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Social Networking Giant Facebook Staring at Bigger Problems This Year

In Wieser's analysis, Facebook's problems are unlikely to go away in 2019

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Facebook staring at bigger problems this year, warns analyst. VOA

Already mired in controversies, social networking giant Facebook should brace itself for another tough year as its revenue growth faces risk due to increased scrutiny of the platform’s usage by marketers, according to Pivotal Research analyst Brian Wieser.

In a note published in MediaVillage on Monday, Wieser maintained his “sell” recommendation on the company’s stock.

“On a negatively revised price target for 2019, we maintain our Sell recommendation on Facebook as we think downside risks on higher costs and management changes are more pronounced now vs. before…,” Wieser said.

“…and revenue growth also faces risks as marketers enhance their scrutiny when they assess their use of the platform,” he added.

Facebook had a tough year in 2018. Scrutiny of Facebook increased manifold since it revealed earlier in 2018 how a London-based political consultancy, that worked for US President Donald Trump’s campaign, improperly got access to data of up to 87 millions users.

Appearing before a US Congress Committee in April 2018, Facebook CEO Mark Zuckerberg apologised for the Cambridge Analytica data leak scandal.

Facebook
Facebook, social media. Pixabay

While Facebook was slammed for revealing the Cambridge Analytica scandal years after it got to know of it, similar allegations of inaction were also levelled at the social media site for its role in the spread of false and divisive messages by Russian-linked accounts during the 2016 US presidential election.

Again in September 2018, Facebook said that a breach had exposed data of 50 million people and then, in December, it reported another security breach where nearly 6.8 million users risked their private photos being exposed to third-party apps.

User numbers at Facebook were flat in North America and declined slightly in Europe in third-quarter information released in October, although total monthly active users worldwide went up to 2.27 billion from 2.23 billion on the previous quarter, CNBC reported.

Also Read: Patient Isolated in Swedish Hospital Amid Ebola Suspicion

In Wieser’s analysis, Facebook’s problems are unlikely to go away in 2019.

Pivotal estimates that Facebook made between $5 billion and $7 billion from Chinese advertisers in 2018, and that might also be a problem this year if economic weakness continues in China, the CNBC report said on Monday. (IANS)

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4,000 Viewed NZ Mosques Shootings Live, Claims Facebook

Facebook said it removed the original video and hashed it to detect other shares visually similar to that video and automatically remove them from Facebook and Instagram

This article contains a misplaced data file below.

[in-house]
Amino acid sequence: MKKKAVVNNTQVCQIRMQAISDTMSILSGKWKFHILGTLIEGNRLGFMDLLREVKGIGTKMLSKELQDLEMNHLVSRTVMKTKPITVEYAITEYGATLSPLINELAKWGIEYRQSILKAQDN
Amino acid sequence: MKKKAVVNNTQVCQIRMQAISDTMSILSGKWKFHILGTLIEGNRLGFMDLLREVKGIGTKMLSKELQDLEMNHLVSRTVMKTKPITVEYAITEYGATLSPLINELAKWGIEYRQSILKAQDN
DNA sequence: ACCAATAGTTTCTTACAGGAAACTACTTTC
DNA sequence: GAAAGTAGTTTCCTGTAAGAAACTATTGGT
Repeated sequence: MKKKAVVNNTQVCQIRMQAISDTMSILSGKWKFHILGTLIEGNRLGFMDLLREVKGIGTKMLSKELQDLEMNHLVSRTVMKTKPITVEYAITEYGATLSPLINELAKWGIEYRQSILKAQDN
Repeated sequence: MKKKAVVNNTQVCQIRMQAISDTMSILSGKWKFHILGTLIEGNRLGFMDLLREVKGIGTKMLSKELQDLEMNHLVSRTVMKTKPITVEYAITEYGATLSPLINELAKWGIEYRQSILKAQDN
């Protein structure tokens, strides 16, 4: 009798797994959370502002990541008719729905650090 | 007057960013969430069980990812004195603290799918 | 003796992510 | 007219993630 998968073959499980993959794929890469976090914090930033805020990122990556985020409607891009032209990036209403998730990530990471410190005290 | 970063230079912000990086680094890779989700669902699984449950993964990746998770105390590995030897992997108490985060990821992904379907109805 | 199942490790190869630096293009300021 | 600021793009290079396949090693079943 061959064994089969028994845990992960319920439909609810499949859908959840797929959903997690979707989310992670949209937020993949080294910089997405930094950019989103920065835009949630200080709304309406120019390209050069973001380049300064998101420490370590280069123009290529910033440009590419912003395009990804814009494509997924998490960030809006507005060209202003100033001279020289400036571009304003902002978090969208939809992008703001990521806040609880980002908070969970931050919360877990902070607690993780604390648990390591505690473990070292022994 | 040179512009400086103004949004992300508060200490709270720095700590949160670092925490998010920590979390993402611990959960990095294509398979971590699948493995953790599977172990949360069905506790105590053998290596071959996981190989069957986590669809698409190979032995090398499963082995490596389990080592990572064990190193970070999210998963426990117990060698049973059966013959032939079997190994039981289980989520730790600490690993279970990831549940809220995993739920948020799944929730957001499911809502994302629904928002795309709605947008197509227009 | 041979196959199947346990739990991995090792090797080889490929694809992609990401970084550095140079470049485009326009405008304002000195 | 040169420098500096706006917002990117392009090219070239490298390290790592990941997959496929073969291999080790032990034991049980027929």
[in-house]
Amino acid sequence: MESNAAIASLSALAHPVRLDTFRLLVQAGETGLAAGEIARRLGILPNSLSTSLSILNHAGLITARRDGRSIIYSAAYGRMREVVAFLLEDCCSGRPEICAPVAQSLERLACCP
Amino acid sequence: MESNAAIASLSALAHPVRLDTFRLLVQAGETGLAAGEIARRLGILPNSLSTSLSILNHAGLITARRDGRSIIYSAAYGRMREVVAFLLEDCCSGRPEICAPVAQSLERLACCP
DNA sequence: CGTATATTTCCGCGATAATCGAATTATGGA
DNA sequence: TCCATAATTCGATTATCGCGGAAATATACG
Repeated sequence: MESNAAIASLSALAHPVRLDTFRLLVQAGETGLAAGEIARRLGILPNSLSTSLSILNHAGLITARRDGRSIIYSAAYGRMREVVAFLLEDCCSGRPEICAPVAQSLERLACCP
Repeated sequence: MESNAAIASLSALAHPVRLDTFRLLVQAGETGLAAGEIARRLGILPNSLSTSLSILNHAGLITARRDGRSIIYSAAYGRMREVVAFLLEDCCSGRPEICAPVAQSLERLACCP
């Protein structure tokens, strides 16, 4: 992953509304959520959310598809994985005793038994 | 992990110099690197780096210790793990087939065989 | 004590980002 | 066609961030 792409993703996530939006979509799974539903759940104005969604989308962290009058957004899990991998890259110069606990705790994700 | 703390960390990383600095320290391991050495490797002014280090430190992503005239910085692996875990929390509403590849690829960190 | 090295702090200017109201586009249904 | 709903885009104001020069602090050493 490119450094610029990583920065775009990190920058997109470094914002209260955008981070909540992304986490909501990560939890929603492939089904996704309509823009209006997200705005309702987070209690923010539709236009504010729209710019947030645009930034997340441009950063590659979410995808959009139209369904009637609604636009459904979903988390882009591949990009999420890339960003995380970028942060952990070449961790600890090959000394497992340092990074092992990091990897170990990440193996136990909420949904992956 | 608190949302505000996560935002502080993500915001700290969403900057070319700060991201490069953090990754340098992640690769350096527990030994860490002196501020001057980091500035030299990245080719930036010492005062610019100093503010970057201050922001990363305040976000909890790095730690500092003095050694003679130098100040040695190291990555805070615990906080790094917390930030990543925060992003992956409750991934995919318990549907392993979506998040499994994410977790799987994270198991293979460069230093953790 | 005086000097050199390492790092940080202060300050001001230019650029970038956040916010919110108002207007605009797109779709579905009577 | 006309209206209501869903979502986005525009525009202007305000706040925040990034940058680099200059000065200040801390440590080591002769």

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facebook, social media
Facebook, Messenger and Instagram apps are displayed on an iPhone, March 13, 2019, in New York. Facebook said it is aware of outages on its platforms including Facebook, Messenger and Instagram. VOA

Facing the flak over its inability to spot and remove the livestreaming of New Zealand mosque’s shooting, Facebook on Tuesday said 4,000 people viewed it before being taken down.

“The video was viewed fewer than 200 times during the live broadcast. No users reported the video during the live broadcast,” Chris Sonderby, VP and Deputy General Counsel, said in a blog-post. “Including the views during the live broadcast, the video was viewed about 4,000 times in total before being removed from Facebook,” Sonderby added.

Strapped with a GoPro camera to his head, the gunman broadcasted graphic footage of shooting via Facebook Live for nearly 17 minutes. It was later shared in millions on other social media platforms.

Fifty people were killed in the shootings at Al Noor Mosque and the Linwood Avenue Masjid in Christchurch on March 15 after 28-year-old Australian national Brenton Tarrant opened indiscriminate firings.

According to Facebook, the first user report on the original video came in 29 minutes after the video started, and 12 minutes after the live broadcast ended. “Before we were alerted to the video, a user on ‘8chan’ posted a link to a copy of the video on a file-sharing site,” said Sonderby.

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This photograph taken on May 16, 2018, shows a figurine standing in front of the logo of social network Facebook on a cracked screen of a smartphone in Paris. VOA

“We removed the personal accounts of the named suspect from Facebook and Instagram, and are identifying and removing any imposter accounts that surface,” he said.

Facebook said it removed the original video and hashed it to detect other shares visually similar to that video and automatically remove them from Facebook and Instagram.

Also Read- Netflix Not to Integrate its Services with Apple Streaming Platform

“Some variants such as screen recordings were more difficult to detect, so we expanded to additional detection systems, including the use of audio technology,” Sonderby said.

“In the first 24 hours, we removed about 1.5 million videos of the attack. More than 1.2 million of those videos were blocked at upload, and were therefore prevented from being seen on our services,” he said. (IANS)